April 7, 2021
The first quarter of 2021 was a rewarding one for most investors. The Dow Jones Industrial Average rose nearly 8%, the S&P 500 gained about 6% and the Russell 2000 index advanced over 12%. However, the real winner in the first quarter of the year was the Dow Jones Transportation Average which soared a stunning 17%. This stellar performance in the transport sector was in anticipation of COVID-19 vaccinations becoming widely available, of the economy opening up, and of abundant government spending on infrastructure. But in general, the gain in the DJ Transportation Average was a continuation of a shift initiated earlier in the year from growth to economically sensitive stocks. Plus, the action of the first few trading days of April is encouraging and suggests equities could move higher in the second quarter.
The first few months of the year were also good to investment bankers as seen by the number of IPO deals priced, capital raised, and new filings. One hundred new deals were priced, versus the 25 a year earlier. Capital raised hit $39.2 billion versus $6.7 billion in a year earlier and 126 new deals were filed versus the 35 new deals filed in the first quarter of 2020. In fact, the only measure of IPO activity that showed any weakness was the IPO after-market, where prices underperformed the overall equity stock market. This detail could be a sign of fading demand and as such, should be watched carefully in coming months.
The first quarter was also memorable since it introduced investors to GameStop (GME -$77.97), a struggling video game retailer whose price rose 1500% in a matter of days. An investment forum on Reddit called WallStreetBets, led a massive buying spree in GME to oppose hedge funds holding large short positions. It was somewhat of a David versus Goliath anti-establishment movement that demonstrated the changes and hazards social media can wreak on the stock market. GameStop’s stock price soared from $18 at the end of 2020 to a peak of $347.51 on January 27 and is now trading below $200.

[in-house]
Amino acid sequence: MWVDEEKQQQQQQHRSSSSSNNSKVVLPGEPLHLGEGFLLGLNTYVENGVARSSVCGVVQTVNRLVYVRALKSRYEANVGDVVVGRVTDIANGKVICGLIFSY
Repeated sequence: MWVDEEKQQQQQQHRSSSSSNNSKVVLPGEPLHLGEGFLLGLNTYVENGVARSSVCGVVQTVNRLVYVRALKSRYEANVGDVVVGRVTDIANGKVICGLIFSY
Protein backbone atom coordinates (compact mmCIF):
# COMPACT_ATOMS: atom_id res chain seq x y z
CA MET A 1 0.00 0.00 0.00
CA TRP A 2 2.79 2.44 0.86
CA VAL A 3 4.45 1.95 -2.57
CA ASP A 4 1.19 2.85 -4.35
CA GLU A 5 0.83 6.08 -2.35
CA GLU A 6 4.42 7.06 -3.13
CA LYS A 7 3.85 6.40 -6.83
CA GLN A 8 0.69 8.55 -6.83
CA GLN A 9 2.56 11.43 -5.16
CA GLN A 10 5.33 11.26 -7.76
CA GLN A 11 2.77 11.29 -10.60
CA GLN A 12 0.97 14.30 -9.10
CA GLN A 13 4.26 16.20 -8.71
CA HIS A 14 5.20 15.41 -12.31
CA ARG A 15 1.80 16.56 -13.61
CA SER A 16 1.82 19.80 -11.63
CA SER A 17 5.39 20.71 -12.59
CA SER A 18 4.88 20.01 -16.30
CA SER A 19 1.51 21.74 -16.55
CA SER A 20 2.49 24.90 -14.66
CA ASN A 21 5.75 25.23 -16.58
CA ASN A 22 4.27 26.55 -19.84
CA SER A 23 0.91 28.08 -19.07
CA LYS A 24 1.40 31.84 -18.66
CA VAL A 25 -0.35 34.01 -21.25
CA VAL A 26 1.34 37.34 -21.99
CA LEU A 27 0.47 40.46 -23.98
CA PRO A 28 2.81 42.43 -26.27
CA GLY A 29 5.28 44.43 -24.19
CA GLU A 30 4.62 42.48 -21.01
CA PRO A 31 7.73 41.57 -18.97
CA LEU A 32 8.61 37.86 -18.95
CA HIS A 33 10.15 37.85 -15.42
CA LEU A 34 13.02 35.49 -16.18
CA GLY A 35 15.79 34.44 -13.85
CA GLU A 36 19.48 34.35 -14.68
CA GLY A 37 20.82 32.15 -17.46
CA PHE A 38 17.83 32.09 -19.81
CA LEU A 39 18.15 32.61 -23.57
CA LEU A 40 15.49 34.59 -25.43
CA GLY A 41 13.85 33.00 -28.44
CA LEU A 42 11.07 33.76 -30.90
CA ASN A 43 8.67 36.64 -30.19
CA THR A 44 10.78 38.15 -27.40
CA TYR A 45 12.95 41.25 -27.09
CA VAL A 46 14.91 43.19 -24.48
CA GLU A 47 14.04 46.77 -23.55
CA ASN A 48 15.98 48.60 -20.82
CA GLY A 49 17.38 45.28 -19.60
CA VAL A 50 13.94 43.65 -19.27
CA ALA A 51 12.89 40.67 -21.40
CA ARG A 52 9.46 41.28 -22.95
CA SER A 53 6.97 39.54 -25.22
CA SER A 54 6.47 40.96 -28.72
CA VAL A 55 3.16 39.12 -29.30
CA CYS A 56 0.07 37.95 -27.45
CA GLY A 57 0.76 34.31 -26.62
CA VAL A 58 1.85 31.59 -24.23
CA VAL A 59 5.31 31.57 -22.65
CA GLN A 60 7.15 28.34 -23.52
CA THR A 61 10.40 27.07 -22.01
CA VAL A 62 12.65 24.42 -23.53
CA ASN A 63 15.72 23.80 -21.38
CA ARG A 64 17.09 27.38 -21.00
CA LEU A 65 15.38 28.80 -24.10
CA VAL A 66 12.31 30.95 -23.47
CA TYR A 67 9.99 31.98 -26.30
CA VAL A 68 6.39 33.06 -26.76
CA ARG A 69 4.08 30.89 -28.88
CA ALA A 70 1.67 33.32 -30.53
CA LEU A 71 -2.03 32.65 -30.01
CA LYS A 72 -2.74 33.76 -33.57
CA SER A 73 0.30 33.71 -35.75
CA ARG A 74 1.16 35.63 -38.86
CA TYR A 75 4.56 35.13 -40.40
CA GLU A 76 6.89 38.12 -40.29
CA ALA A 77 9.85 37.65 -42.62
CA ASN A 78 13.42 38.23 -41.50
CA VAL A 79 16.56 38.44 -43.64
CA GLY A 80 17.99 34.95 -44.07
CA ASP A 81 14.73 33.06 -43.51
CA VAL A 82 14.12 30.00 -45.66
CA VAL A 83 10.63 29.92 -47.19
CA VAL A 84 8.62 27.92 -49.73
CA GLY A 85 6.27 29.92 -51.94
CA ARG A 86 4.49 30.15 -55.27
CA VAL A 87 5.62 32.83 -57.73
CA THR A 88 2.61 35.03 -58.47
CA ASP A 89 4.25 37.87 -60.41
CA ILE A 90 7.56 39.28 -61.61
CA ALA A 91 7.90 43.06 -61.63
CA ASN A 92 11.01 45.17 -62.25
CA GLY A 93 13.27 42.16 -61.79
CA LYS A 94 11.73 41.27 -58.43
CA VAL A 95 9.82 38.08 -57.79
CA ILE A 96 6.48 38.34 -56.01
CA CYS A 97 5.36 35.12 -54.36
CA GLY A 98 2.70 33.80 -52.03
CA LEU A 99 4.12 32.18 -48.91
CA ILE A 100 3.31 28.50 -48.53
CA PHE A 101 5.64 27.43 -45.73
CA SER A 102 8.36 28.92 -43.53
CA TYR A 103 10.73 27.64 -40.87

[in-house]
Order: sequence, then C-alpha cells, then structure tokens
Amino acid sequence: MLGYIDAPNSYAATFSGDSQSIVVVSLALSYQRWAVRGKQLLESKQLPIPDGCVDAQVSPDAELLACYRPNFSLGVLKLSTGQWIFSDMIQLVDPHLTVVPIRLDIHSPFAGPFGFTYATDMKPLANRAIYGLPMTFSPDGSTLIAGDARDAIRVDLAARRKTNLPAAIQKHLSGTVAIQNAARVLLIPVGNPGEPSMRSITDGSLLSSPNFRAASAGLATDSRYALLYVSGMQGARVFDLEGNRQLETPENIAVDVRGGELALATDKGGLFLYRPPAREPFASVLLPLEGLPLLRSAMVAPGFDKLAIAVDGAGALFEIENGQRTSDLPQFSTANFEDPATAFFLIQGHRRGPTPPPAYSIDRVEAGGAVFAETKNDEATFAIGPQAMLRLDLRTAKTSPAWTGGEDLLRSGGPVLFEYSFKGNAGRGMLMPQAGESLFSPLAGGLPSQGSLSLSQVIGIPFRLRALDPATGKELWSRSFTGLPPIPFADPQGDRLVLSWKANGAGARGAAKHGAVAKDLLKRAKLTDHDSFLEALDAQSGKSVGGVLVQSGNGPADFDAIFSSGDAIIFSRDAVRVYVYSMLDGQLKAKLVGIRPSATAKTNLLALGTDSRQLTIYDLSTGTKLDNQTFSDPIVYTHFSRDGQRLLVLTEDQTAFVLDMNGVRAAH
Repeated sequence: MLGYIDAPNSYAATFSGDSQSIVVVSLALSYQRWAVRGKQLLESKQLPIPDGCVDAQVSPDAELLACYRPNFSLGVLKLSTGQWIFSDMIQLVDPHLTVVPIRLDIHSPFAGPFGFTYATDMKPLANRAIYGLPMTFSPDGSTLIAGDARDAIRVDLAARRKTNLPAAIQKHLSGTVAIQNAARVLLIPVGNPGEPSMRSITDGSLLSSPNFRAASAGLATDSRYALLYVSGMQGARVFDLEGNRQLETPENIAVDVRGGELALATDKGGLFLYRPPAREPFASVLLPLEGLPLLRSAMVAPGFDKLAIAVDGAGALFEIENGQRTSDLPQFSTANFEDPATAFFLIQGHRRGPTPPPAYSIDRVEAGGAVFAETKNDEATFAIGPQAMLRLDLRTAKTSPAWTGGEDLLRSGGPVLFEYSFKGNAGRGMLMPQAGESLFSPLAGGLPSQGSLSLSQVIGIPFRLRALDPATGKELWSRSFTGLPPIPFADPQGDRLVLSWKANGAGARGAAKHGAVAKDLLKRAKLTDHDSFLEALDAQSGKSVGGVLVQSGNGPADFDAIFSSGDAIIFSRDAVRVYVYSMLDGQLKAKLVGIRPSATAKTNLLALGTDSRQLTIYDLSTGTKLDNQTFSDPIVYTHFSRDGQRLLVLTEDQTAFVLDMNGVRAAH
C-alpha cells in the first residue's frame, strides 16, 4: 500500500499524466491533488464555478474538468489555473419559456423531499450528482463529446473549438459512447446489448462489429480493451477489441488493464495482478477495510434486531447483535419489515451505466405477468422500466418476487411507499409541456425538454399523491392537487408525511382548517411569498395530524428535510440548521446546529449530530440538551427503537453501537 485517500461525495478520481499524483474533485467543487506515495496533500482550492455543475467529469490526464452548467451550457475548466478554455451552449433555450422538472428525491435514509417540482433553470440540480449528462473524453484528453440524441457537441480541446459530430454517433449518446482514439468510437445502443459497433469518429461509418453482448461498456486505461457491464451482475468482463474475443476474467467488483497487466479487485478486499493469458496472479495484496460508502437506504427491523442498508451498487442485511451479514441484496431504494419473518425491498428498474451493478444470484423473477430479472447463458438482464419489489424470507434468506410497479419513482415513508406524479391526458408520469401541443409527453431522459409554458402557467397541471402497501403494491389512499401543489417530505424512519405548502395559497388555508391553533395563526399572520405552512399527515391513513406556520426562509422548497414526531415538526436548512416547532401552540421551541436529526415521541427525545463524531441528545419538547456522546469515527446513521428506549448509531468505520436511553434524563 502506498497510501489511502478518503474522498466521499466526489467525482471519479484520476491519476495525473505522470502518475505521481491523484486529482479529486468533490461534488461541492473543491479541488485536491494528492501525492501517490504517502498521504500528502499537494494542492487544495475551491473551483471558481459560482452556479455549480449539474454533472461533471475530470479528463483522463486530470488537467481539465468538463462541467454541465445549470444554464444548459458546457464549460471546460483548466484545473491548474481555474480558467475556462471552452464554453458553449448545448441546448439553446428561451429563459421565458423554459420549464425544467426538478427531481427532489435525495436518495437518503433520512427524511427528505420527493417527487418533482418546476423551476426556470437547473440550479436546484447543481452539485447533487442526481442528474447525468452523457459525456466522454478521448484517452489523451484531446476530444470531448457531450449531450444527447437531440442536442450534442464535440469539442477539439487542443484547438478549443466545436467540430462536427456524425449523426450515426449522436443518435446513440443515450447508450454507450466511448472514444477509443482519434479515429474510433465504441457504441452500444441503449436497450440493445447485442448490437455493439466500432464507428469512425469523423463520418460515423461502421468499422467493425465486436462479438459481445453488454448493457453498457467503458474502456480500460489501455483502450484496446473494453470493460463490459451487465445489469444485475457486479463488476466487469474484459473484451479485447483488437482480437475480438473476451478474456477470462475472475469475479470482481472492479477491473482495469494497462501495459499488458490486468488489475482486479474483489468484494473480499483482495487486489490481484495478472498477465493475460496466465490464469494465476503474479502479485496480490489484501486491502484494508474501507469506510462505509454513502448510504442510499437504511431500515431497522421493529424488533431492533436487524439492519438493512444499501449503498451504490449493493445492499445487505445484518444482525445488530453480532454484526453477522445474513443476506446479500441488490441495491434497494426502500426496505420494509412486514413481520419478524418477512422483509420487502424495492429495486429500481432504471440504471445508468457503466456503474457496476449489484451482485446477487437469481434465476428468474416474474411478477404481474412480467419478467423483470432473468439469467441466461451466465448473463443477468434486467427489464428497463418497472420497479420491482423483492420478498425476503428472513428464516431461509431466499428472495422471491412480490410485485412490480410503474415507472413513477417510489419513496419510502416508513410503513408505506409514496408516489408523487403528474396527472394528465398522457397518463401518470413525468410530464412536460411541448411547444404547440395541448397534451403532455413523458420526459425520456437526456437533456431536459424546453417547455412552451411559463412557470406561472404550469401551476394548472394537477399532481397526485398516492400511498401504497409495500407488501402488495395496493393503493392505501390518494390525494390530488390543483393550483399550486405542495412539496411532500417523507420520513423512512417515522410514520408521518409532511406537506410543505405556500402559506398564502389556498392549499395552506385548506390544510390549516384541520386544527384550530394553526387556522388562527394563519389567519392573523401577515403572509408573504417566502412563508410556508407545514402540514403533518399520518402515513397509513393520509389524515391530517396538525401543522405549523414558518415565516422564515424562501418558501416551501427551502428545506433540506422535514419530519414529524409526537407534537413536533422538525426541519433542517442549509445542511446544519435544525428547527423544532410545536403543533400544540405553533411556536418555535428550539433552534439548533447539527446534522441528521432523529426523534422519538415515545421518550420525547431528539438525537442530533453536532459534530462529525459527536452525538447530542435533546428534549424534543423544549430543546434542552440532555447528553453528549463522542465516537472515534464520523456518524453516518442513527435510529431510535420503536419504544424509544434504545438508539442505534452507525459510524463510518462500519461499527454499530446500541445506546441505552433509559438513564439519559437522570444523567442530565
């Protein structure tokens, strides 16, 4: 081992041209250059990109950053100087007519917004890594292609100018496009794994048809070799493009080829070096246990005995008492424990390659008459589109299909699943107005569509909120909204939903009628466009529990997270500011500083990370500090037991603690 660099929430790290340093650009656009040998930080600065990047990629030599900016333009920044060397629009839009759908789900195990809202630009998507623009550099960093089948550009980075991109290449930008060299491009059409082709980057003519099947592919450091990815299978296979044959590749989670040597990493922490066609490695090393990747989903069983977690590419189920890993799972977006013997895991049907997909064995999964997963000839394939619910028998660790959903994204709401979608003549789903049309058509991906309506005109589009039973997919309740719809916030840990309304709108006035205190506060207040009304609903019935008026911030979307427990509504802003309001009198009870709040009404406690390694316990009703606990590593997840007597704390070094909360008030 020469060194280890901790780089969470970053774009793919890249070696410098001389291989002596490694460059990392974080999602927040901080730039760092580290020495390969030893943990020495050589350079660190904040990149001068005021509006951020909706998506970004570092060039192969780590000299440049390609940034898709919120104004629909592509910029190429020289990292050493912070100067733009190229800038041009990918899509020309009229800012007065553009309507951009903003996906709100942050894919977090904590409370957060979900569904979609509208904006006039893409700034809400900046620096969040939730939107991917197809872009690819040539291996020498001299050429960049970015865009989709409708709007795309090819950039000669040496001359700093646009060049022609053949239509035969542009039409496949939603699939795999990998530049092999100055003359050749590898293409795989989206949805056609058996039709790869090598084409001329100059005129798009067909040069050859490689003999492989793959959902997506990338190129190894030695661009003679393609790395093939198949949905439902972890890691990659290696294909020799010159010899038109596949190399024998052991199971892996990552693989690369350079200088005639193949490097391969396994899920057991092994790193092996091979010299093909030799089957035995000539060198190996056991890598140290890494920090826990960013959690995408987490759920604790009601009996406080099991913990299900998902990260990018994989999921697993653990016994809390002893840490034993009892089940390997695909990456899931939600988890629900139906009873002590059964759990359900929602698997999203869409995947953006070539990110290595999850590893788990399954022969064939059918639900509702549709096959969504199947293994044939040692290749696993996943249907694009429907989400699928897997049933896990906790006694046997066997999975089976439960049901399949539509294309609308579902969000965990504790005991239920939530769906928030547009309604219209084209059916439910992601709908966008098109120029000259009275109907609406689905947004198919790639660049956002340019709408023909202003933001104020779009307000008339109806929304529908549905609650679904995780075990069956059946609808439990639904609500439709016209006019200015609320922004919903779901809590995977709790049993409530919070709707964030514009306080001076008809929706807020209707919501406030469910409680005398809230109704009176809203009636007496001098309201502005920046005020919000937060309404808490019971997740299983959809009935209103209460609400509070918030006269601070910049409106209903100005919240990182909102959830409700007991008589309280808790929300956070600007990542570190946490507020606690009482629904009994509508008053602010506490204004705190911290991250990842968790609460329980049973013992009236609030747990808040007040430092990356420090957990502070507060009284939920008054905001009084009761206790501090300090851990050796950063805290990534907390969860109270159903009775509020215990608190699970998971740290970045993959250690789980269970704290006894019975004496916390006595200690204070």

The quarter also revealed the existence of a new form of leverage called contracts-for-difference, or CFDs. These swaps were at the center of the collapse of Archegos Capital Management, a family office run like a hedge fund. Archegos borrowed capital from at least five different prime brokers to buy CFDs and held a concentrated portfolio of stocks with leverage estimated to be at least five-to-one. When underlying stock prices fell, Archegos was unable to make its margin calls and brokers sold Archegos’ underlying collateral to avert massive losses. Even so, Credit Suisse expects to take a $4.7 billion hit. But during the chaos, stocks like ViacomCBS (VIAC.O – $43.89) fell 60% from a peak of $100 in early March. In short, the first quarter was a time of rising stock prices, but it was not without its pitfalls.
From an economic perspective the quarter ended on a high note. The March ISM manufacturing index jumped to 64.7, its highest level since the early 1980’s. The ISM nonmanufacturing index surged to 63.7, exceeding its October 2018 record of 60.9. March payrolls grew by 916,000 in March while the job figures for January and February were revised higher. Unit vehicle sales rose to an annualized rate of 18.2 million, the highest since October 2017. These reports were signs that the economy was strengthening in 2021. But there have also been warnings that the recovery was not as uniform as it could be. According to the Wall Street Journal, annual SEC reports filed between July 1 and March 31, showed global employment rose by roughly 370,000 for the 286 S&P companies that filed annual reports. However, Amazon (AMZN – $3279.39) added 500,000 workers around the world, creating nearly as many jobs last year as 136 other companies in the index. This means that job gains in some companies were masking job losses in other companies. This is something to be concerned about. In addition, a Census Bureau study in late March reported that 18% of small businesses stated they would need financial assistance or additional capital in the next six months. These are some of the reasons critics warn that raising tax rates in 2021 would hurt entrepreneurs and US companies competing on a global basis. Supporters of the tax increases, including President Biden, say tax increases will not cool down the economy. We think this latter point is unlikely to prove true.